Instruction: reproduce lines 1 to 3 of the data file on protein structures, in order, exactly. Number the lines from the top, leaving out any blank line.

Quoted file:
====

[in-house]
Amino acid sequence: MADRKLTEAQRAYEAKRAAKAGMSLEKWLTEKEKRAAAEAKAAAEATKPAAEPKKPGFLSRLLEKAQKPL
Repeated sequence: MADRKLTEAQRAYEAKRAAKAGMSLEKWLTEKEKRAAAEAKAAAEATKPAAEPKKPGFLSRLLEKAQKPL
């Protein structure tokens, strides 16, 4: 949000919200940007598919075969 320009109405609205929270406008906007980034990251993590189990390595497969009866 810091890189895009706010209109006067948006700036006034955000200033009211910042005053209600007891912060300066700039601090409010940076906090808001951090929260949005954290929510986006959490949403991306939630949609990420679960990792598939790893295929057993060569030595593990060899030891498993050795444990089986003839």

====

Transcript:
[in-house]
Amino acid sequence: MADRKLTEAQRAYEAKRAAKAGMSLEKWLTEKEKRAAAEAKAAAEATKPAAEPKKPGFLSRLLEKAQKPL
Repeated sequence: MADRKLTEAQRAYEAKRAAKAGMSLEKWLTEKEKRAAAEAKAAAEATKPAAEPKKPGFLSRLLEKAQKPL